Produced in plastic usually reserved for putters, the Ogopogo takes all the great qualities of the Sabertooth, Mammoth and Buffalo, and gives the thrower one more; stopping ability. The Ogopogo doesn’t skip on grass, cement or dirt and when it hits a tree, it just drops and stops. Because of the nature of the Elasto Performance Plastic, this is not a disc for power throwers. It performs best at about 85% arm speed.
Flight Rating Descriptions
SPEED Speed is the ability of the disc to cut through the air. Speed Ratings are listed from 1 to 14. Discs with high numbers are faster. Faster discs go farther into the wind with less effort. Slower discs take more power
to throw, but have less of a chance
to fly past the basket.
GLIDE Glide describes the discs ability to maintain loft during flight. Discs with more glide are best for new players, and for producing maximum distance (especially downwind). Glide is rated from 1 to 7. Beginners looking for more distance should choose discs with more glide.
TURN High Speed Turn is the tendency of a disc to turn over or bank to the right (for righthand backhand throws) during the initial part of the flight. A disc with a +1 rating is most resistant to turning over, while a -5 rating will turn the most. Discs rated -2 to -5 make good roller discs.
FADE Low Speed Fade is the discs tendency to hook left (for righthand backhand throws) at the end of the flight. Fade is rated from 0 to 5. A disc rated 0 will finish straightest, while a disc rated 5 will hook hard at the end of the flight. Discs with a high fade rating are predicable even in wind.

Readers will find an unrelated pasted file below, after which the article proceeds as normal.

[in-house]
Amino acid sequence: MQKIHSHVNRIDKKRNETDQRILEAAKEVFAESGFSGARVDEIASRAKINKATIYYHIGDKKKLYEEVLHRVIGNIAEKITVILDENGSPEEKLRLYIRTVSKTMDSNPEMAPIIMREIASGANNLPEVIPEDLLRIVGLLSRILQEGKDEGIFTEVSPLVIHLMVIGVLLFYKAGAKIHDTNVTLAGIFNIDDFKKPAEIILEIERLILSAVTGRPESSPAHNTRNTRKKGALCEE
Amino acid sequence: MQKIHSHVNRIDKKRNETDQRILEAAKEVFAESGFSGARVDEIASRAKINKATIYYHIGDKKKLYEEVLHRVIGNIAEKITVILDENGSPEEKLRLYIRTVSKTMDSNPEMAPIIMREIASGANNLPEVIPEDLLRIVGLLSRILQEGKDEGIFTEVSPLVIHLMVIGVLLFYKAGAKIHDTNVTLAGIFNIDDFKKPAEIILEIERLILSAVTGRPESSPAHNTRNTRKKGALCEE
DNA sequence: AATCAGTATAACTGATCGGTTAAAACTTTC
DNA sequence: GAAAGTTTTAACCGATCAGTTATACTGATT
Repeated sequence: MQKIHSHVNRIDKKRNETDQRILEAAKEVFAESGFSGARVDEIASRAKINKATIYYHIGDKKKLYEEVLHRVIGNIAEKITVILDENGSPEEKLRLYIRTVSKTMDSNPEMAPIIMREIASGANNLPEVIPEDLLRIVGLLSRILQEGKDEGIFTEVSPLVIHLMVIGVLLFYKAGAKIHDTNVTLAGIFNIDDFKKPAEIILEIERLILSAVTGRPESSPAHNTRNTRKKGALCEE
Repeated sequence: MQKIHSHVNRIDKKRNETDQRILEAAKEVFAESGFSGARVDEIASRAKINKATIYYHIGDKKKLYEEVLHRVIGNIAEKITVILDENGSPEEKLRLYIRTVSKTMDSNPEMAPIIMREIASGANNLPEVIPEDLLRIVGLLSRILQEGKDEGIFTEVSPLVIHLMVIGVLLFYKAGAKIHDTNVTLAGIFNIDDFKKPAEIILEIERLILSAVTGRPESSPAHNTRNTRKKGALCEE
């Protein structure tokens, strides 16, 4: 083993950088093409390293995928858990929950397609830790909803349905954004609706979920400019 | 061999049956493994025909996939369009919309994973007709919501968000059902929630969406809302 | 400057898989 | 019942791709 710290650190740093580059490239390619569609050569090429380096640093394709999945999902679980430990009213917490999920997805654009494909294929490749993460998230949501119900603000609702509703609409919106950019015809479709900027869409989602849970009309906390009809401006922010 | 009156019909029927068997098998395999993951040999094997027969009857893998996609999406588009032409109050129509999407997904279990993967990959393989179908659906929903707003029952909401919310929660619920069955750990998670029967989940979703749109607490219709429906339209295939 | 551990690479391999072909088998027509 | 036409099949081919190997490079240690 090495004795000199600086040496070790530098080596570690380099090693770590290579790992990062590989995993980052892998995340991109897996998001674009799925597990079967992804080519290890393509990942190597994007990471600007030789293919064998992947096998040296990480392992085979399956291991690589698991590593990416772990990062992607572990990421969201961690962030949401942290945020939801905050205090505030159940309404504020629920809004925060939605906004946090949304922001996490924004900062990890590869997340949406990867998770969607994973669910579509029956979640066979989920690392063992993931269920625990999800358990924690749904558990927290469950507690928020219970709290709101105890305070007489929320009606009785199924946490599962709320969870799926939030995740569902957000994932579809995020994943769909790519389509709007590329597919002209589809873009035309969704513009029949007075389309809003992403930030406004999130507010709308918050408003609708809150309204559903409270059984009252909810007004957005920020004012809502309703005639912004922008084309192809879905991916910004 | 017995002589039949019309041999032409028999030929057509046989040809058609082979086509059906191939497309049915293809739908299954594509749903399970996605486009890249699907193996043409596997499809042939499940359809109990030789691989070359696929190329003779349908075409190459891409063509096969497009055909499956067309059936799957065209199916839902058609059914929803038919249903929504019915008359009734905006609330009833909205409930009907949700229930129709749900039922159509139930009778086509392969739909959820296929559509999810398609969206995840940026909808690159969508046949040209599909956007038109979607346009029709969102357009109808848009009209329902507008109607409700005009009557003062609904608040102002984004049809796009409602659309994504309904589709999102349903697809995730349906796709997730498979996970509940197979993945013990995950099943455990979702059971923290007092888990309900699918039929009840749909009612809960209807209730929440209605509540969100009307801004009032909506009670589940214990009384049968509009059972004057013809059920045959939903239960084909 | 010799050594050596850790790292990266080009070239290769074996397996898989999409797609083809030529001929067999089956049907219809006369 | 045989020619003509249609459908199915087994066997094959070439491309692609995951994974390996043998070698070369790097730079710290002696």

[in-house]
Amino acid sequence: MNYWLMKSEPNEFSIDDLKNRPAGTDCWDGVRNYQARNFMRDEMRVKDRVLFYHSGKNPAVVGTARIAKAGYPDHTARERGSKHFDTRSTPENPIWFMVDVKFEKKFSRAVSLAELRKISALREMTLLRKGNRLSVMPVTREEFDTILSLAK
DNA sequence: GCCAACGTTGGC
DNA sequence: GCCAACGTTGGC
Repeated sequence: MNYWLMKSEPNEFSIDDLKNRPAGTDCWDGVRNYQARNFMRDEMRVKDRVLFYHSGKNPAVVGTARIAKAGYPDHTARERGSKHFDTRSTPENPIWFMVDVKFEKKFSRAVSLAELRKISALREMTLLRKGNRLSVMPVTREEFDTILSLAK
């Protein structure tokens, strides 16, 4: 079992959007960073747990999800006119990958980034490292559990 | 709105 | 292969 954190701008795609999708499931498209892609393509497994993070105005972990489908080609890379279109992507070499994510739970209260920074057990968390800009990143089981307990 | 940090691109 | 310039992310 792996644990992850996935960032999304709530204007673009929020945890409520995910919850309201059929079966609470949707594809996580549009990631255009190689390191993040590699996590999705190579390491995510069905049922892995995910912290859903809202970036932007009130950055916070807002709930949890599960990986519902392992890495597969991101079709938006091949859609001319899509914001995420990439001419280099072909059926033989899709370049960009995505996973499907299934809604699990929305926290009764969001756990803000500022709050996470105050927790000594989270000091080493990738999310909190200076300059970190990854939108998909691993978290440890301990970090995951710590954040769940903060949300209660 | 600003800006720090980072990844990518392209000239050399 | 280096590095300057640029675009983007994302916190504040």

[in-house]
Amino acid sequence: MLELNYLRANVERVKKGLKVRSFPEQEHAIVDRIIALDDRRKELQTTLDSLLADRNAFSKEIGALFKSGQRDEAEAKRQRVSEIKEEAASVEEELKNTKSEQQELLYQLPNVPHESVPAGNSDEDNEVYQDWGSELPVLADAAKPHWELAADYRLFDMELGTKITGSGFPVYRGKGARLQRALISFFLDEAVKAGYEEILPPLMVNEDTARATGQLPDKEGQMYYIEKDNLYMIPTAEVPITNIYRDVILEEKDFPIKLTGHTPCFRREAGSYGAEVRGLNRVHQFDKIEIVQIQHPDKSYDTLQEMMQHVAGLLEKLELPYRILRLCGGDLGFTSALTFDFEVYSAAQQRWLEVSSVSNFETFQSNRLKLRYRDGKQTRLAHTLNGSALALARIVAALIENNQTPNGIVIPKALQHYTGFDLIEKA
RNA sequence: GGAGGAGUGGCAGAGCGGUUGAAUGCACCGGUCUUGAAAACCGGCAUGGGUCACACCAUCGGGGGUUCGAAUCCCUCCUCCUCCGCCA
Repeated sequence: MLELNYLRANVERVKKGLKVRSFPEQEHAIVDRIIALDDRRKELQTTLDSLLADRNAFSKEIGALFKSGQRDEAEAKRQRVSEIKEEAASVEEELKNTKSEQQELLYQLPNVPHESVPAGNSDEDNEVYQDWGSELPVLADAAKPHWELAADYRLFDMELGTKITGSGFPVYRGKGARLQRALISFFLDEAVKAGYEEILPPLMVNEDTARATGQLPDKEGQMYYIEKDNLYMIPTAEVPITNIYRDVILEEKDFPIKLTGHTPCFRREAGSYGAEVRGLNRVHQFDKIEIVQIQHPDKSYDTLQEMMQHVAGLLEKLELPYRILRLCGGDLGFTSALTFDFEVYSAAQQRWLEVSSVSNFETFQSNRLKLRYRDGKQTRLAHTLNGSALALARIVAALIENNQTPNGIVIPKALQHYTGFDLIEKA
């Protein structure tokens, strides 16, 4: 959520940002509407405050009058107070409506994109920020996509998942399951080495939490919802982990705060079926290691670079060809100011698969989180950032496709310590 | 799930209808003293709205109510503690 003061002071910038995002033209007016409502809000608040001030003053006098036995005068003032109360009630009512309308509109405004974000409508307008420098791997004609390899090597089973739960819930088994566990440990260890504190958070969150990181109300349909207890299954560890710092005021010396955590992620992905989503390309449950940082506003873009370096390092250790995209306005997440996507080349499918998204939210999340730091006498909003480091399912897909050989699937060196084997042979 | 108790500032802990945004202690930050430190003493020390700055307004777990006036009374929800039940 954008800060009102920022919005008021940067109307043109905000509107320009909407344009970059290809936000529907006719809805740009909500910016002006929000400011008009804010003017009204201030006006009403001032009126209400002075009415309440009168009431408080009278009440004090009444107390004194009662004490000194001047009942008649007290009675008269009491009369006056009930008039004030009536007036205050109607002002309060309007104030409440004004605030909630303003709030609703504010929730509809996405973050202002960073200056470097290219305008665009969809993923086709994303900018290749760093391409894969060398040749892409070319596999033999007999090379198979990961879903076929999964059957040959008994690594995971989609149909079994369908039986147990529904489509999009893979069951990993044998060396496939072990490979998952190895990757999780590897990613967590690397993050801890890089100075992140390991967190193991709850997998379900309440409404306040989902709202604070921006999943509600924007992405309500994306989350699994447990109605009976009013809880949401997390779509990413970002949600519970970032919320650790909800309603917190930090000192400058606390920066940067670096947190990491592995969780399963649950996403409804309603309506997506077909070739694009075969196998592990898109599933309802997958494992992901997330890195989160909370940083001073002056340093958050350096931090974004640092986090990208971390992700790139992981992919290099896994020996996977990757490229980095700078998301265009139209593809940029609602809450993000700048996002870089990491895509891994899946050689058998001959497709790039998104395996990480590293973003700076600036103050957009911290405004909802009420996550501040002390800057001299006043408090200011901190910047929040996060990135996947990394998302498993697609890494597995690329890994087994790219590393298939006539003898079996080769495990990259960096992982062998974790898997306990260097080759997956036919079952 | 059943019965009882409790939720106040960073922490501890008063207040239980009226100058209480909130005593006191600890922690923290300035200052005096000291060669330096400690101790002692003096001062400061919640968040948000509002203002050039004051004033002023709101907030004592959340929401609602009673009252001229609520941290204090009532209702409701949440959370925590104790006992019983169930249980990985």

Canada’s most famous water monster is Ogopogo of Lake Okanagan in the south central interior of British Columbia. Although Indian legends support a monster living in Okanagan Lake long before white men arrived in this country, Ogopogo is very much a present day phenomenon. Each year, sightings are reported of a creature some 20 to 50 feet long, with a horse shaped head and an undulating serpent like body! Okanagan Lake is about 80 miles long extending from Vernon at the north end to Penticton in the south with the fast growing city of Kelowna in the center. Sightings have been reported throughout the length of the lake but the monster appears to favour an area just south of Kelowna in waters near Peachland. Native Indian folklore specifically places the lair of the lake monster which they called N’ha-a-itk, or lake demon, at a cave under Squally Point near Rattlesnake Island which is offshore from Peachland. The Natives would never paddle a canoe near this area without an offering because too often a storm would spring up and N’ha-a-itk would rise out of the waters to claim another life!